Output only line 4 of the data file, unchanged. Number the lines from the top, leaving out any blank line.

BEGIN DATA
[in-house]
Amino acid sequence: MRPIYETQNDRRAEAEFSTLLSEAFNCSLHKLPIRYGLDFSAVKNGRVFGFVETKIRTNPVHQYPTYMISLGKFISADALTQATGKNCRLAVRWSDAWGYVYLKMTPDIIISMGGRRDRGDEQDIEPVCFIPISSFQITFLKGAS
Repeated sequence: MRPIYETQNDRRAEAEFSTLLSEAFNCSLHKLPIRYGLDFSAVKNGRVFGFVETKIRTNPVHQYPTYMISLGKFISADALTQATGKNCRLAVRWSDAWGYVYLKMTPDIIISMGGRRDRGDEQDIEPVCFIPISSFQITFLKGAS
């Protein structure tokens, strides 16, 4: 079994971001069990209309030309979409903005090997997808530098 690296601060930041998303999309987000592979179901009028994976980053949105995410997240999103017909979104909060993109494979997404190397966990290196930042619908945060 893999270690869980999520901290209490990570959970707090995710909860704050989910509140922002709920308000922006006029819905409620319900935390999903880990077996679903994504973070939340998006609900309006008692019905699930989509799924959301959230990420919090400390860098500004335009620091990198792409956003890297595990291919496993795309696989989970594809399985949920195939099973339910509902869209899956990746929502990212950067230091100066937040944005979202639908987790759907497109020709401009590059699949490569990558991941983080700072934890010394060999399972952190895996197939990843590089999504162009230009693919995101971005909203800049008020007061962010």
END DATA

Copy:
């Protein structure tokens, strides 16, 4: 079994971001069990209309030309979409903005090997997808530098 690296601060930041998303999309987000592979179901009028994976980053949105995410997240999103017909979104909060993109494979997404190397966990290196930042619908945060 893999270690869980999520901290209490990570959970707090995710909860704050989910509140922002709920308000922006006029819905409620319900935390999903880990077996679903994504973070939340998006609900309006008692019905699930989509799924959301959230990420919090400390860098500004335009620091990198792409956003890297595990291919496993795309696989989970594809399985949920195939099973339910509902869209899956990746929502990212950067230091100066937040944005979202639908987790759907497109020709401009590059699949490569990558991941983080700072934890010394060999399972952190895996197939990843590089999504162009230009693919995101971005909203800049008020007061962010």